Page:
Report of the Case of the Trustees of Dartmouth College Against William H. Woodward: Argued and Determined in the Superior Court of Judicature of the State of New-Hampshire, November 1817 : and on Error in the Supreme Court of the United States, February 1819
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Report of the Case of the Trustees of Dartmouth College Against William H ...
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Page 18 - through a community are essential to the preservation of a free government, and extending the opportunities and advantages of education is highly conducive to promote this end, and by the constitution it is made the duty of the legislators and magistrates to cherish the interests of literature and the sciences, and all seminaries established for
Page 282 - which are rather sentences than laws?'' - By the law of the land, is most clearly intended, the general law ; a law, which hears before it condemns; which [proceeds upon enquiry, and renders judgment only after trial. The meaning is, that every citizen shall hold his life, liberty, property, and immunities under the protection of
Page 34 - enlightened patrons of liberty." " The accumulation of all powers, legislative, executive, and judiciary, in the same hands, whether of one, a few, or many, and whether hereditary, self-appointed, or elective, may justly be pronounced the very definition of tyranny
Page 88 - that no subject shall be arrested, imprisoned, despoiled, or deprived of his property, immunities, or privileges, put out of the protection of the law, exiled, or deprived of his life, liberty, or estate, but by the judgment of his peers, or by the law of the land.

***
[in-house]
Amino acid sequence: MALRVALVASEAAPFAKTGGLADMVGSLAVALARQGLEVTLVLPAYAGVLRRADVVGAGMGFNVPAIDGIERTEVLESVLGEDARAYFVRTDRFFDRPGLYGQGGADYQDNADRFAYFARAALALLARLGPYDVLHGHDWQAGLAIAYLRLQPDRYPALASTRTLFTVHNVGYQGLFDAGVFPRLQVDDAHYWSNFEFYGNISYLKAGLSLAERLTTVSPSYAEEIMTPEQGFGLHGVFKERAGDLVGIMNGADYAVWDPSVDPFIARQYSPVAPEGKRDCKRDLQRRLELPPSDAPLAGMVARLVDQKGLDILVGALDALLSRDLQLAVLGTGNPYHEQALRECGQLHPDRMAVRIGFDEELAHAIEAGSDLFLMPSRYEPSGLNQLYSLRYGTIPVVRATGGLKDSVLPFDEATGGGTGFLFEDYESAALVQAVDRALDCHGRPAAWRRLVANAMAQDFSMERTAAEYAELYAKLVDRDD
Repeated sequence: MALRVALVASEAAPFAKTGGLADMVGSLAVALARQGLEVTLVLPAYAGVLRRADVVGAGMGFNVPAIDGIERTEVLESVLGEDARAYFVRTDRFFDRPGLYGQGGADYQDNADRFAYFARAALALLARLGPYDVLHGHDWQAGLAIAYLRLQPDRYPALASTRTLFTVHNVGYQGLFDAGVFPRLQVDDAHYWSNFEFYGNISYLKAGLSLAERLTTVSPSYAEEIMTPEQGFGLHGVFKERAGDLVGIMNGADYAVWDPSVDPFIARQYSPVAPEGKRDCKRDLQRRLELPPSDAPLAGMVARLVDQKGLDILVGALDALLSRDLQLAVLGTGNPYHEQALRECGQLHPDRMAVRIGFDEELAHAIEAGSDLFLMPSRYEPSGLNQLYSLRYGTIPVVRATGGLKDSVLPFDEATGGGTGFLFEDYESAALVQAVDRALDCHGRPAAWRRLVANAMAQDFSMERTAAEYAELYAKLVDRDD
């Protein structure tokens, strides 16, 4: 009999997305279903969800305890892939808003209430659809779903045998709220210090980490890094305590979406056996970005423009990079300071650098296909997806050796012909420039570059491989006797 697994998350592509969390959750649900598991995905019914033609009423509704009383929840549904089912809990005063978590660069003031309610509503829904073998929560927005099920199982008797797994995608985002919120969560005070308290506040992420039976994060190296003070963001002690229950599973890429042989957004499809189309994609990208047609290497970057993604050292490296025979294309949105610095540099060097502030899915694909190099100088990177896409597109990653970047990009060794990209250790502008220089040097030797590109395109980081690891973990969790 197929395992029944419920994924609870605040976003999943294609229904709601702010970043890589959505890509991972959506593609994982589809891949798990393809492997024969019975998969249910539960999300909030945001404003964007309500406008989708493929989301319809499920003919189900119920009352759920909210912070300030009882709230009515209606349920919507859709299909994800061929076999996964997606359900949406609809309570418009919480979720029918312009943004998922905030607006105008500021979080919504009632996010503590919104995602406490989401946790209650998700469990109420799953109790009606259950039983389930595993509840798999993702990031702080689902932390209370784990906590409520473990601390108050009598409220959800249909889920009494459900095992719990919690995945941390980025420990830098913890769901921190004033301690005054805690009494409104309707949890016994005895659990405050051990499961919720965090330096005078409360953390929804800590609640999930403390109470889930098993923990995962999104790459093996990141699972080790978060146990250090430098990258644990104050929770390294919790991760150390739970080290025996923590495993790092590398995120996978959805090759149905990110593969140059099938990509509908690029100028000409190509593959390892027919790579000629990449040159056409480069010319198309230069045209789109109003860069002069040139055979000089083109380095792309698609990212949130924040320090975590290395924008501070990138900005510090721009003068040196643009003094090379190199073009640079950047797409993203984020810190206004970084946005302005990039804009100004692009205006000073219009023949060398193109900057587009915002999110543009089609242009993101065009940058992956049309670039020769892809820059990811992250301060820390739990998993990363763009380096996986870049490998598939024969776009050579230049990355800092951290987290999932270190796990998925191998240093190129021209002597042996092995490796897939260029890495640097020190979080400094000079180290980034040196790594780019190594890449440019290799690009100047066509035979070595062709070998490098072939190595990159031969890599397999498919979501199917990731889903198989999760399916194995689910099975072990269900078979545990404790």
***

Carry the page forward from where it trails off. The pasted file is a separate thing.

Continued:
Page 33 - There can be no liberty, where the legislative and executive powers are united in the same person, or body of magistracy :" or, "if the power of judging be not separated from the legislative and executive
Page 61 - upon principle, every statute, which takes away, or impairs vested rights, acquired under existing laws, or creates a new obligation, imposes a new duty, or attaches a new disability, in respect to transactions or considerations already past, must be deemed retrospective ; and this doctrine seems fully supported by
Page 247 - the legislative power, and protecting the rights and property of the citizens. One prohibition is " that no person shall be deprived of his property, immunities or privileges, put out of the protection of the law, or deprived of his life, liberty or estate, but by judgment of his peers or the
Page 192 - no subject shall be held to answer for any crime or offence until the same is fully and plainly, substantially and formally described to him, or be compelled to accuse or furnish evidence against himself. And every subject shall have a right to produce all proofs that may be favourable to himself; to meet
Page 331 - the most important are immortality, and, if the expression may be allowed, individuality ; properties, by which a perpetual succession of many persons are considered as the same, and may act as a single individual. They enable a corporation to manage its own affairs, and to bold property without the perplexing intricacies, the hazardous and
Page 346 - commission held under the United States, and the decision is against the title, right, privilege, or exemption specially set up or claimed by either party, under such clause of the said constitution, treaty, statute or commission. The clause in the constitution of